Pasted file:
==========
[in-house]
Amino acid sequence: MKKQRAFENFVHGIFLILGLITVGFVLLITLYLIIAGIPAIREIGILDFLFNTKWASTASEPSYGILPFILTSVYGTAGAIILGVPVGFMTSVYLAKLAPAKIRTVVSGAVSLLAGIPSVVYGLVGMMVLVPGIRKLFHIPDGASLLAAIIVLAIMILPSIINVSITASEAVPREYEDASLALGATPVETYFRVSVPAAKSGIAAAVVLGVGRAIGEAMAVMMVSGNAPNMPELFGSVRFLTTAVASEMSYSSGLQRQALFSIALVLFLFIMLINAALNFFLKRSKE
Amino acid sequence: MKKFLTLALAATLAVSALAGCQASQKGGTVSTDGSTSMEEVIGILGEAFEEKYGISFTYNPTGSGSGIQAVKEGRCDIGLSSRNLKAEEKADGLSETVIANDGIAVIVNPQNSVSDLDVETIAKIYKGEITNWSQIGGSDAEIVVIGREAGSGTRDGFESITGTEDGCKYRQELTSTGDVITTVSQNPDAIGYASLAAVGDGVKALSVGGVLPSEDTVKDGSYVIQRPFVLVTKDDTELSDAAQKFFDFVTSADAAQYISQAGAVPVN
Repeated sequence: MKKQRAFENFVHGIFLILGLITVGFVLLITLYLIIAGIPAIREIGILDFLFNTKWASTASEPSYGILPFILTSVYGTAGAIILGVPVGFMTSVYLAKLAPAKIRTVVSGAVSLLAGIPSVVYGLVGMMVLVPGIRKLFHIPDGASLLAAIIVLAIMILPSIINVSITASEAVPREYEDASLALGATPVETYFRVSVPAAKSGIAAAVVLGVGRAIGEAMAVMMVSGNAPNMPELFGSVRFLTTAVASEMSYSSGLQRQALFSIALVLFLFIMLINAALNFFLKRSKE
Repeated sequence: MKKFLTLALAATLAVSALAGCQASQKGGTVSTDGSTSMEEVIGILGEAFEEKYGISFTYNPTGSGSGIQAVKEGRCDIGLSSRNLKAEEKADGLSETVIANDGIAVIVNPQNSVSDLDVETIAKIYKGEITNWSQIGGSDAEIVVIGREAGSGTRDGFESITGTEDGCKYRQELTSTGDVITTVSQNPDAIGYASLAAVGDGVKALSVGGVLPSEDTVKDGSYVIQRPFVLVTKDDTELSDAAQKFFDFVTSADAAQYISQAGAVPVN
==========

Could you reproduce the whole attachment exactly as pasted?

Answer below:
[in-house]
Amino acid sequence: MKKQRAFENFVHGIFLILGLITVGFVLLITLYLIIAGIPAIREIGILDFLFNTKWASTASEPSYGILPFILTSVYGTAGAIILGVPVGFMTSVYLAKLAPAKIRTVVSGAVSLLAGIPSVVYGLVGMMVLVPGIRKLFHIPDGASLLAAIIVLAIMILPSIINVSITASEAVPREYEDASLALGATPVETYFRVSVPAAKSGIAAAVVLGVGRAIGEAMAVMMVSGNAPNMPELFGSVRFLTTAVASEMSYSSGLQRQALFSIALVLFLFIMLINAALNFFLKRSKE
Amino acid sequence: MKKFLTLALAATLAVSALAGCQASQKGGTVSTDGSTSMEEVIGILGEAFEEKYGISFTYNPTGSGSGIQAVKEGRCDIGLSSRNLKAEEKADGLSETVIANDGIAVIVNPQNSVSDLDVETIAKIYKGEITNWSQIGGSDAEIVVIGREAGSGTRDGFESITGTEDGCKYRQELTSTGDVITTVSQNPDAIGYASLAAVGDGVKALSVGGVLPSEDTVKDGSYVIQRPFVLVTKDDTELSDAAQKFFDFVTSADAAQYISQAGAVPVN
Repeated sequence: MKKQRAFENFVHGIFLILGLITVGFVLLITLYLIIAGIPAIREIGILDFLFNTKWASTASEPSYGILPFILTSVYGTAGAIILGVPVGFMTSVYLAKLAPAKIRTVVSGAVSLLAGIPSVVYGLVGMMVLVPGIRKLFHIPDGASLLAAIIVLAIMILPSIINVSITASEAVPREYEDASLALGATPVETYFRVSVPAAKSGIAAAVVLGVGRAIGEAMAVMMVSGNAPNMPELFGSVRFLTTAVASEMSYSSGLQRQALFSIALVLFLFIMLINAALNFFLKRSKE
Repeated sequence: MKKFLTLALAATLAVSALAGCQASQKGGTVSTDGSTSMEEVIGILGEAFEEKYGISFTYNPTGSGSGIQAVKEGRCDIGLSSRNLKAEEKADGLSETVIANDGIAVIVNPQNSVSDLDVETIAKIYKGEITNWSQIGGSDAEIVVIGREAGSGTRDGFESITGTEDGCKYRQELTSTGDVITTVSQNPDAIGYASLAAVGDGVKALSVGGVLPSEDTVKDGSYVIQRPFVLVTKDDTELSDAAQKFFDFVTSADAAQYISQAGAVPVN